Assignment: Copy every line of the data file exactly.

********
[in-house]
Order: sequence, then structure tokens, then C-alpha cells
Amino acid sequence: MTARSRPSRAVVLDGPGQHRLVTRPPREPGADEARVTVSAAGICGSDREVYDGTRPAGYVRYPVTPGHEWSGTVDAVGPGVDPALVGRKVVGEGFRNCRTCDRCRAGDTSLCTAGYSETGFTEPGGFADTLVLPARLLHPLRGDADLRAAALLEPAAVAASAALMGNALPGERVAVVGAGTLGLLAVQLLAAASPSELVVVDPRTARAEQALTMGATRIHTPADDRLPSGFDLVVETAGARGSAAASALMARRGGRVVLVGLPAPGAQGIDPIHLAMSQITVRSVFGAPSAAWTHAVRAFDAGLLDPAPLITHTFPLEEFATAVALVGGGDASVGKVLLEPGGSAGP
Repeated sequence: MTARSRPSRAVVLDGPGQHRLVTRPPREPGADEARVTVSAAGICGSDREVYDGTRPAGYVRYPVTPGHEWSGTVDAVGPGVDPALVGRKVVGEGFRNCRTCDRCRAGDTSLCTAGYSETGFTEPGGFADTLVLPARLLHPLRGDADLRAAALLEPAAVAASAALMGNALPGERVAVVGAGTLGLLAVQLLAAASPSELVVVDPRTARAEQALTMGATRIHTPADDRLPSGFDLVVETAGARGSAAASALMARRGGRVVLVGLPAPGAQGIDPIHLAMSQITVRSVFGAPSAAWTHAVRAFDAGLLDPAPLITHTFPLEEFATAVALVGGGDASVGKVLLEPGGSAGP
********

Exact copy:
[in-house]
Order: sequence, then structure tokens, then C-alpha cells
Amino acid sequence: MTARSRPSRAVVLDGPGQHRLVTRPPREPGADEARVTVSAAGICGSDREVYDGTRPAGYVRYPVTPGHEWSGTVDAVGPGVDPALVGRKVVGEGFRNCRTCDRCRAGDTSLCTAGYSETGFTEPGGFADTLVLPARLLHPLRGDADLRAAALLEPAAVAASAALMGNALPGERVAVVGAGTLGLLAVQLLAAASPSELVVVDPRTARAEQALTMGATRIHTPADDRLPSGFDLVVETAGARGSAAASALMARRGGRVVLVGLPAPGAQGIDPIHLAMSQITVRSVFGAPSAAWTHAVRAFDAGLLDPAPLITHTFPLEEFATAVALVGGGDASVGKVLLEPGGSAGP
Repeated sequence: MTARSRPSRAVVLDGPGQHRLVTRPPREPGADEARVTVSAAGICGSDREVYDGTRPAGYVRYPVTPGHEWSGTVDAVGPGVDPALVGRKVVGEGFRNCRTCDRCRAGDTSLCTAGYSETGFTEPGGFADTLVLPARLLHPLRGDADLRAAALLEPAAVAASAALMGNALPGERVAVVGAGTLGLLAVQLLAAASPSELVVVDPRTARAEQALTMGATRIHTPADDRLPSGFDLVVETAGARGSAAASALMARRGGRVVLVGLPAPGAQGIDPIHLAMSQITVRSVFGAPSAAWTHAVRAFDAGLLDPAPLITHTFPLEEFATAVALVGGGDASVGKVLLEPGGSAGP